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Israel worried Indyk will walk

US Secretary of State John Kerry should table an American peace proposal and step away.
U.S. Secretary of State John Kerry (R) talks with Palestinian lead negotiator Saeb Erekat (L) and  State Department Mideast advisor Martin Indyk as he departs Joint Base Andrews in Washington enroute to Ukraine March 3, 2014.  In remarks today, U.S. President Barack Obama said Kerry will propose ways in which a negotiation between Russia and Ukraine could be overseen by a multilateral organization when he goes to Kiev on Tuesday.  REUTERS/Kevin Lamarque   (UNITED STATES - Tags: POLITICS) - RTR3G08L

Israel is concerned that Martin Indyk, chief of the American negotiating team and former US ambassador to Israel, will tender his resignation shortly. According to reliable information received in Jerusalem, Indyk will return the keys and resume his post at the Brookings Institution. On April 29, the nine months allotted to the Israeli-Palestinian negotiations had run their course. What will also run its course is Indyk’s leave without pay. It is believed that in light of the stalemate in the talks, Indyk will not extend his leave and will walk away from the negotiations. However, a final decision has yet to be made. An explicit request from US President Barack Obama or Secretary of State John Kerry might change that.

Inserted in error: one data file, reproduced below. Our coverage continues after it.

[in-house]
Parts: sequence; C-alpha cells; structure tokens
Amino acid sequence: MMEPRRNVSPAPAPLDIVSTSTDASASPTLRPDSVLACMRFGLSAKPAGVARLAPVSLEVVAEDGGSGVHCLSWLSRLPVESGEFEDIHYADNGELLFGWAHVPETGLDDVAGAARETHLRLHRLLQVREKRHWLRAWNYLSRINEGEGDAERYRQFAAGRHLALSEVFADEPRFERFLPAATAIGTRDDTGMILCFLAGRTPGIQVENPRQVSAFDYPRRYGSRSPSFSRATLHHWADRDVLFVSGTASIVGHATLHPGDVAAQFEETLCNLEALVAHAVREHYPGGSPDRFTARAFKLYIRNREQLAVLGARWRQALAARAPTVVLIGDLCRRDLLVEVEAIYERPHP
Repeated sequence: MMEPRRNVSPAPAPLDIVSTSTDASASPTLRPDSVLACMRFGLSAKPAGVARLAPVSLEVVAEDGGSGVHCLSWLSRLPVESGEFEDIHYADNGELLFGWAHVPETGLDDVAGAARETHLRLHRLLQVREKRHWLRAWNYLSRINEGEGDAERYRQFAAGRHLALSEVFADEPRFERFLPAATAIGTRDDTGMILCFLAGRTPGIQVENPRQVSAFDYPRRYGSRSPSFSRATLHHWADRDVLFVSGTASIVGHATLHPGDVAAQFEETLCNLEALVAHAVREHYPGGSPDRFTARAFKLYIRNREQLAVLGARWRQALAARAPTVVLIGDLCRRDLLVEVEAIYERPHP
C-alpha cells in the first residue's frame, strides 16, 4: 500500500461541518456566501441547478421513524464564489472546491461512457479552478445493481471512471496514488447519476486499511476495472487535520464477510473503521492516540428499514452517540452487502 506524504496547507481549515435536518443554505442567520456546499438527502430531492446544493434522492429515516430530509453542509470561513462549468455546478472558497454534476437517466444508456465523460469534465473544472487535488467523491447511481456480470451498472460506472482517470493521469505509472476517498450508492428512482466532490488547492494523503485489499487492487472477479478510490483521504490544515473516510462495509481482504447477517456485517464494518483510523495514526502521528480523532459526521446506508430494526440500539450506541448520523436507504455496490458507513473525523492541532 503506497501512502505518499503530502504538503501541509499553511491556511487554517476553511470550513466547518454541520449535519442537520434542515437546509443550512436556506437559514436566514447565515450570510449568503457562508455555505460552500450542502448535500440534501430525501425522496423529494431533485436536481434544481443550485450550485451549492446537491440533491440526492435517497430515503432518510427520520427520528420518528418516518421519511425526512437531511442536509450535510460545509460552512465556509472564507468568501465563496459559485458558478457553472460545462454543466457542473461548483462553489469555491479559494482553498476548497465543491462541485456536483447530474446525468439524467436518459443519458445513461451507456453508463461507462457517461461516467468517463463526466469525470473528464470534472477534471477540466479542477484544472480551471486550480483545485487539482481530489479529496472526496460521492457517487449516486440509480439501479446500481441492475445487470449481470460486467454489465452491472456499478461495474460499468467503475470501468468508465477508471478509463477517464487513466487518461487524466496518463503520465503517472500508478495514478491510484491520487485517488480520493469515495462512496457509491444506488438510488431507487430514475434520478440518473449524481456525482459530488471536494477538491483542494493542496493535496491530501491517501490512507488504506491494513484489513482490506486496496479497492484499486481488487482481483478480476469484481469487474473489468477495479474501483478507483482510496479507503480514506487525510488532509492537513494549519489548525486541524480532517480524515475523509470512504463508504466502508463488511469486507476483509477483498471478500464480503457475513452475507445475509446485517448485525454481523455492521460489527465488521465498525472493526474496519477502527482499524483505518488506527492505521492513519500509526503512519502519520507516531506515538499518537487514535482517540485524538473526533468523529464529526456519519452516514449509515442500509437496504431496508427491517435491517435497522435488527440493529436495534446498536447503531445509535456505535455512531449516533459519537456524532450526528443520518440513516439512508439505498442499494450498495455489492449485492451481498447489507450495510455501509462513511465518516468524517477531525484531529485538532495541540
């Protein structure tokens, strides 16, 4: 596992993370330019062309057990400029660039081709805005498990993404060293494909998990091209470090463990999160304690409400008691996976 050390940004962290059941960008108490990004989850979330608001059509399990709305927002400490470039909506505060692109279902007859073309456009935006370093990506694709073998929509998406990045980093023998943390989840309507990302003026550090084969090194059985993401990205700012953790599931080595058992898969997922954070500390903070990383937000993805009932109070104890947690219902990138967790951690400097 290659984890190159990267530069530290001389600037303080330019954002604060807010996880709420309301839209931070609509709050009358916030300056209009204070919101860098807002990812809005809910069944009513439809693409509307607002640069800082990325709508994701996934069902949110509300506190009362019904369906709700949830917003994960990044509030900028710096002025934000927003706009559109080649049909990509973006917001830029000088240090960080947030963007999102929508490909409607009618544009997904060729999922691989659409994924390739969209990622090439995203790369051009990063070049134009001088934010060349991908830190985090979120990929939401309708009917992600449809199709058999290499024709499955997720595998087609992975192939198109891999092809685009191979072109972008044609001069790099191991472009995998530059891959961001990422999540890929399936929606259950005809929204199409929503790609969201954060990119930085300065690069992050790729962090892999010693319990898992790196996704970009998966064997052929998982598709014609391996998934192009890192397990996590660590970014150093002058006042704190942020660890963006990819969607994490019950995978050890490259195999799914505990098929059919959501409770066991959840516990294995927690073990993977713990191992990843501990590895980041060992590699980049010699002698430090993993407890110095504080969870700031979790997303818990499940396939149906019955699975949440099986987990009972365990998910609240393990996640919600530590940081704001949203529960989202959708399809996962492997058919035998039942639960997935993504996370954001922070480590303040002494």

“It’s such a pity that John Kerry fostered some of the traits of [Prime Minister] Benjamin Netanyahu,” a senior member of Israel’s shrinking peace camp said on the night of April 28, in a personal, closed talk. As someone who has been closely following the peace process and is in the swim, what he was referring to was Kerry’s reverberating statement, which also was said in a “closed talk.” What the secretary of state said was that unless a two-state solution was achieved, “a unitary state winds up either being an apartheid state with second-class citizens — or it ends up being a state that destroys the capacity of Israel to be a Jewish state.”

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